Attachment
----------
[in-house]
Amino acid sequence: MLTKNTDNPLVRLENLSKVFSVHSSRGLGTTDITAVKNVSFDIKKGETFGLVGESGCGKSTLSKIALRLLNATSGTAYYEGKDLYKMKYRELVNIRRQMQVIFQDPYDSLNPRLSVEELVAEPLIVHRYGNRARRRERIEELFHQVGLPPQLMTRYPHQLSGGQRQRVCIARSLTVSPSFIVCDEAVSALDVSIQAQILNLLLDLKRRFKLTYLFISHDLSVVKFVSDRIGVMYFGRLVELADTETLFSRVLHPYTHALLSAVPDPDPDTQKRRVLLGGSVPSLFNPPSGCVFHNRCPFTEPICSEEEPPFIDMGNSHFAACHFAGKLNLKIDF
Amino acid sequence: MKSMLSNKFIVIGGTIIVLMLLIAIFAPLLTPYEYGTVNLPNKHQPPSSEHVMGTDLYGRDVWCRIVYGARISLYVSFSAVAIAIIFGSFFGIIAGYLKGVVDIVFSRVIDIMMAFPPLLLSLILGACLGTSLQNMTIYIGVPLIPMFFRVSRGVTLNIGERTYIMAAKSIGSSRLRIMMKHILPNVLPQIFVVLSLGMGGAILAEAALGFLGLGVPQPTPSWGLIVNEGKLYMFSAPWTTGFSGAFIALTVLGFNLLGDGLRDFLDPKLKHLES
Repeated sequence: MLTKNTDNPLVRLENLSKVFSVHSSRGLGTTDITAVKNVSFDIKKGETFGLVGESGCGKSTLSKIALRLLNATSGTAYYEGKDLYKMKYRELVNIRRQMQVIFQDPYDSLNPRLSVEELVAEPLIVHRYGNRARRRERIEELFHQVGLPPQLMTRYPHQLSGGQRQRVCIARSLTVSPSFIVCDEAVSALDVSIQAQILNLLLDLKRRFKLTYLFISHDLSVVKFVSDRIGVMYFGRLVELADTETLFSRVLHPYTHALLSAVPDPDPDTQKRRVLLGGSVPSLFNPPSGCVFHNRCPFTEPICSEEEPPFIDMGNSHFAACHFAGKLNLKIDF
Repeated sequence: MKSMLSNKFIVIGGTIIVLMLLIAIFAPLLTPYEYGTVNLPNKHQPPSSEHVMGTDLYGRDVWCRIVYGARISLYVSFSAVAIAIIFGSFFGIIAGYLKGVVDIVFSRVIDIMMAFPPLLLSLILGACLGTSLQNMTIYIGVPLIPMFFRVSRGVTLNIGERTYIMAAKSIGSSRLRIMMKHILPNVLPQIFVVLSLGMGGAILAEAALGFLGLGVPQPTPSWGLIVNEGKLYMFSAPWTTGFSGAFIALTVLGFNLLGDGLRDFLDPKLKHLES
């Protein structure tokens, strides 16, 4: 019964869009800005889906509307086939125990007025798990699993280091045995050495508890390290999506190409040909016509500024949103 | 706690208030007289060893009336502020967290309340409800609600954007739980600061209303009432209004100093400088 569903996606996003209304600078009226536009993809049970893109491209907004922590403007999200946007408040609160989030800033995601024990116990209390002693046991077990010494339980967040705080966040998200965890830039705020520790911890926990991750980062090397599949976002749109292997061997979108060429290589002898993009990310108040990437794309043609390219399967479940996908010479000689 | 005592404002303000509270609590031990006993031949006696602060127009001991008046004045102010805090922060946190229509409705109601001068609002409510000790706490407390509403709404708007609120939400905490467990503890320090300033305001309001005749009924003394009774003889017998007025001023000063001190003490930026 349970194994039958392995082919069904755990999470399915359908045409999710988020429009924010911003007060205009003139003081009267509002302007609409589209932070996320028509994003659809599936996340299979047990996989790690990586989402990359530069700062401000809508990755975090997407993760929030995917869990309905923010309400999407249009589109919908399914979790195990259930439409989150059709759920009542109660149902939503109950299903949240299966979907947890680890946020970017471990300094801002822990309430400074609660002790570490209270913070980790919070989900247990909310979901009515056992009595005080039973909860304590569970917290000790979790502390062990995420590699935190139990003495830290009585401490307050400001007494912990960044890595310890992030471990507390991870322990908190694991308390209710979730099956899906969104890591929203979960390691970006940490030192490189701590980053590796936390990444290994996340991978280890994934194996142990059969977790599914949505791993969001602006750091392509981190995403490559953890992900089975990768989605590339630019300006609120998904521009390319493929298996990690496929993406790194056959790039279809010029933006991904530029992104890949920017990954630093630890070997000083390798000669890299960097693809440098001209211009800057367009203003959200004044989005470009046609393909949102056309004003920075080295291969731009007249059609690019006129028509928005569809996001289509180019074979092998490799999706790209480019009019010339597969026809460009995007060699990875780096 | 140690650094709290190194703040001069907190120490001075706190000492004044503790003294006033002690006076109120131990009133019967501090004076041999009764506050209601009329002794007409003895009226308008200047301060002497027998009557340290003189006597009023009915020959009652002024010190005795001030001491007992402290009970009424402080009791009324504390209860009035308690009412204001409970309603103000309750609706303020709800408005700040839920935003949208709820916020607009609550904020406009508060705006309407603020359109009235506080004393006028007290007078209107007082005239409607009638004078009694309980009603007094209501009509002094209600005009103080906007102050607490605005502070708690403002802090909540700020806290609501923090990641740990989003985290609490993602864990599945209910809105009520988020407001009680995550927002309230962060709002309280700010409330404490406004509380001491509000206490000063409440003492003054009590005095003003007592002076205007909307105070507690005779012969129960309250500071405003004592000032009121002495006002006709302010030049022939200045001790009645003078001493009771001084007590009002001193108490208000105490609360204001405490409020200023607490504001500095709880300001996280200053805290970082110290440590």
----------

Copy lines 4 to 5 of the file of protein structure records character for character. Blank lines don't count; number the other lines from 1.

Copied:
Repeated sequence: MLTKNTDNPLVRLENLSKVFSVHSSRGLGTTDITAVKNVSFDIKKGETFGLVGESGCGKSTLSKIALRLLNATSGTAYYEGKDLYKMKYRELVNIRRQMQVIFQDPYDSLNPRLSVEELVAEPLIVHRYGNRARRRERIEELFHQVGLPPQLMTRYPHQLSGGQRQRVCIARSLTVSPSFIVCDEAVSALDVSIQAQILNLLLDLKRRFKLTYLFISHDLSVVKFVSDRIGVMYFGRLVELADTETLFSRVLHPYTHALLSAVPDPDPDTQKRRVLLGGSVPSLFNPPSGCVFHNRCPFTEPICSEEEPPFIDMGNSHFAACHFAGKLNLKIDF
Repeated sequence: MKSMLSNKFIVIGGTIIVLMLLIAIFAPLLTPYEYGTVNLPNKHQPPSSEHVMGTDLYGRDVWCRIVYGARISLYVSFSAVAIAIIFGSFFGIIAGYLKGVVDIVFSRVIDIMMAFPPLLLSLILGACLGTSLQNMTIYIGVPLIPMFFRVSRGVTLNIGERTYIMAAKSIGSSRLRIMMKHILPNVLPQIFVVLSLGMGGAILAEAALGFLGLGVPQPTPSWGLIVNEGKLYMFSAPWTTGFSGAFIALTVLGFNLLGDGLRDFLDPKLKHLES